call us toll free:

888-8TAXAID
(888-882-9243)
Monday - Friday from 9:00 am to 5:00 pm

Monthly Archives: September 2013

Cayman Banks to Disclose US Taxpayer's Information to the IRS!

We originally posted on August 26, 2013, Caymans Makes It Tougher for Wealthy to Hide Money! Were we discussed that the Cayman Islands, known as a haven for wealthy Americans seeking to stash cash overseas without scrutiny from the U.S. government, is about to become less secret.


United States’ taxpayers are required to report offshore financial holdings. This includes bank accounts, certificates of deposit, offshore brokerage accounts and even some life insurance products. Reporting is done annually on a Report of Foreign Bank and Financial Accounts, more commonly known as an FBAR form. (Depending on how those assets are held, there may be a host of other forms required as well.)
 
While some people think of secret numbered Swiss bank accounts when thinking about offshore finances, many Americans have accounts, hedge fund holdings and insurance products in the Cayman Islands.
Coming directly on the heels of the IRS’ agreement with Switzerland to access Swiss bank records, the United States and the Cayman Islands have reached a similar accord. The Caymans becomes one of the newest countries to sign on to the Foreign Account Tax Compliance Act (FACTA). Congress passed FATCA in 2010 to require foreign banks and financial institutions to provide information about accounts with ties to the United States.
Quickly, the traditional bank secrecy jurisdictions such as the Cayman Islands are becoming more transparent. At the same time, the IRS is getting much better at ferreting out unreported foreign accounts.
In lieu of individual banks and other financial firms directly reporting to the IRS, the Cayman government negotiated to be the collector of information. They will then provide the information to the IRS.
The automatic reporting provisions of FATCA and the agreement with the Cayman Islands begins next year. Banks will be required to do a look back to catch anyone who simply elected to close their account or transfer their money in anticipation of the new law.
 
Do you have an Unreported Account in
the Cayman Islands or Elsewhere?
 
 Contact the Tax Lawyers at 

Marini & Associates, P.A.
 
 
for a FREE Tax Consultation at:
Toll Free at 888-8TaxAid (888 882-9243).

Read more at: Tax Times blog

2 New FATCA FAQ's Posted on IRS Website.

We originally posted on Friday, July 19, 2013, IRS Launches New FATCA Web Page. Now 2 new FATCA frequently asked questions (FAQs) documents have been posted on IRS.gov.

 
  1. The first set of FAQs  is focused on FATCA registration system questions.  
  2. The second set of FAQs deal with FATCA issues involving qualified intermediaries and, separately, address issues involving registration and IGAs.
The FATCA web page now contains:

FATCA Registration System – Overview
Registration System Resource Materials
General System Questions
FATCA Account Creation and Access
Registration Status and Account Notifications
Expanded Affiliated Groups (EAG)
Registration Updates
Global Intermediary Identification Number (GIIN) – Overview
GIIN Format

Need FATCA Help?

Contact the Tax Lawyers
of Marini & Associates, P.A.
 
for a FREE Tax Consultation
or Toll Free at 888-8TaxAid (888 882-9243).  



Read more at: Tax Times blog

TIGTA – Shows That IRS Violated the Restrictions on Directly Contacting Taxpayers 11.5% of the Time!


A review of the IRS Office of Appeals, which resolves disputes between the agency and taxpayers, found officials did not always follow proper procedures when dealing with taxpayers or their legally designated representatives.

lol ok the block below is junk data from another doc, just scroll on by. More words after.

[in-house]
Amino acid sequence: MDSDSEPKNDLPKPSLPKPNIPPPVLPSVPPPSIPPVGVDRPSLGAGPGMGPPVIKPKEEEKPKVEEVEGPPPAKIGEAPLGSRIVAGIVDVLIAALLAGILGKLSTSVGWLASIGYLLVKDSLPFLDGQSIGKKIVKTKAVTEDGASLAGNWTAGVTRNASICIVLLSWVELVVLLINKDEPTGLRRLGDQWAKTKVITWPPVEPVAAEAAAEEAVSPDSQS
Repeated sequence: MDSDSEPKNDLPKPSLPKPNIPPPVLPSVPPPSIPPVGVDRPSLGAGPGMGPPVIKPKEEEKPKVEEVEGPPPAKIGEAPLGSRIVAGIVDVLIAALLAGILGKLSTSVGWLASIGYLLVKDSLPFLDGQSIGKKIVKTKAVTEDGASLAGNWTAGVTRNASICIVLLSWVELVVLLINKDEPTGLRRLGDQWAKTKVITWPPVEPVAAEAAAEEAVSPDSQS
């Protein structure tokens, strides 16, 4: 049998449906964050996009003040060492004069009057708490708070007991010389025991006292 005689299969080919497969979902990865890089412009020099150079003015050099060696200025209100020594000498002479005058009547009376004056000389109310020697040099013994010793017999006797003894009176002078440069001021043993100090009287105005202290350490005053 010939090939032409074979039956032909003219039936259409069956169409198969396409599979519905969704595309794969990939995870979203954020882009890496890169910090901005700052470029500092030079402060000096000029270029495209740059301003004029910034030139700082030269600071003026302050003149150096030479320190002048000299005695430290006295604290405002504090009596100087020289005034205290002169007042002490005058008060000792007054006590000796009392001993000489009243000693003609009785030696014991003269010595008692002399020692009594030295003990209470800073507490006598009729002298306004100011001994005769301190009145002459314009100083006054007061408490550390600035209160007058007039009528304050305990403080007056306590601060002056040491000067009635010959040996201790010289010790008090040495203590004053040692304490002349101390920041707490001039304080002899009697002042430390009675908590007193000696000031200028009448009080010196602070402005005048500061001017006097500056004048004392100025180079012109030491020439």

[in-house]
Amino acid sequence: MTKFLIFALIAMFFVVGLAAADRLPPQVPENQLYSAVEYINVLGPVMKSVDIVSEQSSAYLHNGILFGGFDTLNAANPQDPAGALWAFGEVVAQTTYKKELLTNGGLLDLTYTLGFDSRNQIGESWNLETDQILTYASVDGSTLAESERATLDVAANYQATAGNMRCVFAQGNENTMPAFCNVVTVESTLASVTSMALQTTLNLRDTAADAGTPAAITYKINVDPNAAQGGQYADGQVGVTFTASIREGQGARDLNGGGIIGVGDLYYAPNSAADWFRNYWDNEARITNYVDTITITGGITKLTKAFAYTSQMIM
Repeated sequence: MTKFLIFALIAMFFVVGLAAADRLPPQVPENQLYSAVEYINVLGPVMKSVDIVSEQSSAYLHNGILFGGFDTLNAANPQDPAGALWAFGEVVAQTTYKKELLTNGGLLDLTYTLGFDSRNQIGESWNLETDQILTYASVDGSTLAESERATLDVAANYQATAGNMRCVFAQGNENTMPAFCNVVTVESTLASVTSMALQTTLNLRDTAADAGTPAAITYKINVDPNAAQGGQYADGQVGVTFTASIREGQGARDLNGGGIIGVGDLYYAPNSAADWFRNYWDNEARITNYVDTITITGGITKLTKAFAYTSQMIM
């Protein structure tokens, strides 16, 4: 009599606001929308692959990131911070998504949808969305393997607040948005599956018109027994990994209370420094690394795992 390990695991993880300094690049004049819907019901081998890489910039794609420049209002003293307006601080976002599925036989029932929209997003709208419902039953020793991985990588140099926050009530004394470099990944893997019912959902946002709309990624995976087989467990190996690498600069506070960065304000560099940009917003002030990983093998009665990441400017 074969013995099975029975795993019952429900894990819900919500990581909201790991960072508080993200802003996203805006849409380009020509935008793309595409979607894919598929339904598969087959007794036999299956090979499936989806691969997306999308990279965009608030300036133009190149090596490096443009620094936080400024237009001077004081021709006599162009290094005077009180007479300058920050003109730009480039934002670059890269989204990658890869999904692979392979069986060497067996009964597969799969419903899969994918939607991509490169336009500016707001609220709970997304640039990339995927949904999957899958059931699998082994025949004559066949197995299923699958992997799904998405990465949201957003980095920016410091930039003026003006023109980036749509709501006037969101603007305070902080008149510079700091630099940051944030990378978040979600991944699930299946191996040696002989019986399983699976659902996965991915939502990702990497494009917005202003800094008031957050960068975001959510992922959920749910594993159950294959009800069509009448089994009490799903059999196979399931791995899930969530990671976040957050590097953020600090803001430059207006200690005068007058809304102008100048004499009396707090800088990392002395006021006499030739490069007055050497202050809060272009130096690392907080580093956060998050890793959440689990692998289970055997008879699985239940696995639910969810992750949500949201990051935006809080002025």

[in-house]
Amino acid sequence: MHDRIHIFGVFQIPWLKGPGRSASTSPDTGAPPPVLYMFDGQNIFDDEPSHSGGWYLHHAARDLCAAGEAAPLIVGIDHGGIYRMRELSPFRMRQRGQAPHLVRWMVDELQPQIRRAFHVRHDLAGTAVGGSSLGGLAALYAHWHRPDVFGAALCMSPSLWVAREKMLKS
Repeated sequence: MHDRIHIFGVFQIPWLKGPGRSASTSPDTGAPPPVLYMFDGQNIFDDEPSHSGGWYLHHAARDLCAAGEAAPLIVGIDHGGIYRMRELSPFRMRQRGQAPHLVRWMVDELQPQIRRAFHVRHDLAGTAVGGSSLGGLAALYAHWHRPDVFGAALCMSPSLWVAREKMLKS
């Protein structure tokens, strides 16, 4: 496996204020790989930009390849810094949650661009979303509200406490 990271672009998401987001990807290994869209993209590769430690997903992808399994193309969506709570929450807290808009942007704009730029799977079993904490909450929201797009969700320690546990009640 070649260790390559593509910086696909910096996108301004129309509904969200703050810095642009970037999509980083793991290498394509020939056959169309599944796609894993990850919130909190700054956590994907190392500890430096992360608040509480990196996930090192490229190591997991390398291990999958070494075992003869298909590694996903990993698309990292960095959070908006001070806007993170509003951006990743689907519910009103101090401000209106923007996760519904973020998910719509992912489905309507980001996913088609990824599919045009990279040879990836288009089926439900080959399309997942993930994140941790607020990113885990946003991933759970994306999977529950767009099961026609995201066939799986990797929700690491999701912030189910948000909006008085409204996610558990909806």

A review of a statistical sample of 96 of 72,239 cases closed by Appeals between October 1, 2011 and September 30, 2012, showed that Appeals personnel are generally involving the power of attorneys in case activities. 
 
However, the documentation in case activity records in the ACDS (Appeals Centralized Database System) and in the physical case files that we were able to obtain did not always show that Appeals personnel adhered to procedures that help ensure compliance with the direct contact provisions of the I.R.C. and that taxpayers obtain appropriate and effective representation. 
 
Specifically, we identified the following conditions in 11 of the 96 cases reviewed.
 
  • In 2 cases, Appeals personnel attempted to contact the taxpayer directly by telephone instead of contacting the representative designated on the power of attorney in the ACDS or Integrated Data Retrieval System.  There was no evidence indicating the power of attorney was delaying the process or that Appeals personnel contacted their manager for approval to contact the taxpayer as required by direct contact provisions of the I.R.C.
 
  • In 9 cases, there was no evidence that copies of taxpayer correspondence were sent to the power of attorney identified on the ACDS or Integrated Data Retrieval System.   For 6 of the 9 cases, this occurred as part of the initial contact.  IRS policy requires that all original     correspondence be sent to the taxpayer and a copy sent to the taxpayer’s authorized representative, unless the taxpayer has indicated otherwise on Form 2848.
o      For 6 of the 9 cases, this occurred as part of the initial contact.  IRS policy requires that all original correspondence be sent to the taxpayer and a copy sent to the taxpayer’s authorized representative, unless the taxpayer has indicated otherwise on Form 2848.

 For of the 9 cases, neither the documentation in the hard copy case files nor the case activity records in the ACDS showed that copies of the taxpayer correspondence were mailed to the power of attorneys.
 

o      For 5 of the 9 cases, Appeals personnel did not document in the ACDS case history narratives whether copies of taxpayer correspondence were sent to the power of attorneys.  Although we were unable to obtain the hard copy case files for these cases, Appeals guidelines require that all key actions be documented in the ACDS. 
 
When the sample results are projected to the population, we estimate that the deviations may have Negatively Affected 8,277 Taxpayers.
 
Moreover, the deviations also leave the IRS vulnerable to a greater risk of taxpayers seeking to recover monetary damages from the IRS if they believe its personnel are intentionally disregarding the direct contact provisions of the I.R.C.

We tell our clients that if IRS contacts them directly, even after we have filed our Power of Attorney, they should be polite and advise them that they are represented by Marini & Associates, P.A and then give them our phone number and ... Say Nothing Else!

IRS Troubling You?

Contact the Tax Lawyers at

Marini & Associates, P.A.
  
for a FREE Tax Consultation Contact US at
or Toll Free at 888-8TaxAid (888 882-9243 begin_of_the_skype_highlighting 888 882-


 

Source:

 
 
 
 

Read more at: Tax Times blog

US-Swiss Agreement Puts Swiss Banks and US Non FBAR Filers at great risk!